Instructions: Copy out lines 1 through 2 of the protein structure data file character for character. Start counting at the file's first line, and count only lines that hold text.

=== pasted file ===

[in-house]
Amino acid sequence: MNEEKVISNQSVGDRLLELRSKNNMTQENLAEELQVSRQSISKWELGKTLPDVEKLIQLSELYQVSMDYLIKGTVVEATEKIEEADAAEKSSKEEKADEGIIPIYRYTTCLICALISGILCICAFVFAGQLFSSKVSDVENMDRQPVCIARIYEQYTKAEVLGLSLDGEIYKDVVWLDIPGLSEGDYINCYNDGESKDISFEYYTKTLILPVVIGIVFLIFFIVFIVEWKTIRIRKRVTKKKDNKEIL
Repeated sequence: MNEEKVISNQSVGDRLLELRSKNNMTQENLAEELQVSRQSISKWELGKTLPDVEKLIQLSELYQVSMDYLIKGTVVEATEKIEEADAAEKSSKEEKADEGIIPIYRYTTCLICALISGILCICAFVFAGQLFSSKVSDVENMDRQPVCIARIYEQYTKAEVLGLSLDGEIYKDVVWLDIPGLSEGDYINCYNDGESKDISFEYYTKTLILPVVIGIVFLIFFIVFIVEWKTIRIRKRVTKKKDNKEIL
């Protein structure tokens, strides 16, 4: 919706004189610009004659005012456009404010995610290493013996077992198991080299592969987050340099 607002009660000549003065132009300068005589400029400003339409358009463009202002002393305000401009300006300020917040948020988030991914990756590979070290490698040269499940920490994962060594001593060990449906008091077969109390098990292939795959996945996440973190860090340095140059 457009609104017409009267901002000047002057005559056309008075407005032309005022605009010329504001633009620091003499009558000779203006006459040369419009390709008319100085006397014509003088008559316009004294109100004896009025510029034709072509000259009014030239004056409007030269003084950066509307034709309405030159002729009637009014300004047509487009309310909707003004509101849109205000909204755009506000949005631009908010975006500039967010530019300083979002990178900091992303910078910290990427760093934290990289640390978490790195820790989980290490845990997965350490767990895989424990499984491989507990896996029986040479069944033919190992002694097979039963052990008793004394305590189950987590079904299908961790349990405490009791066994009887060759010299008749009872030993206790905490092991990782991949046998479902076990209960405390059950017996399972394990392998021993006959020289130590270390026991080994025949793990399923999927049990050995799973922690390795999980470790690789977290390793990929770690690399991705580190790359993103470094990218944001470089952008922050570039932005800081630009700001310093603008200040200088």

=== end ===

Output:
[in-house]
Amino acid sequence: MNEEKVISNQSVGDRLLELRSKNNMTQENLAEELQVSRQSISKWELGKTLPDVEKLIQLSELYQVSMDYLIKGTVVEATEKIEEADAAEKSSKEEKADEGIIPIYRYTTCLICALISGILCICAFVFAGQLFSSKVSDVENMDRQPVCIARIYEQYTKAEVLGLSLDGEIYKDVVWLDIPGLSEGDYINCYNDGESKDISFEYYTKTLILPVVIGIVFLIFFIVFIVEWKTIRIRKRVTKKKDNKEIL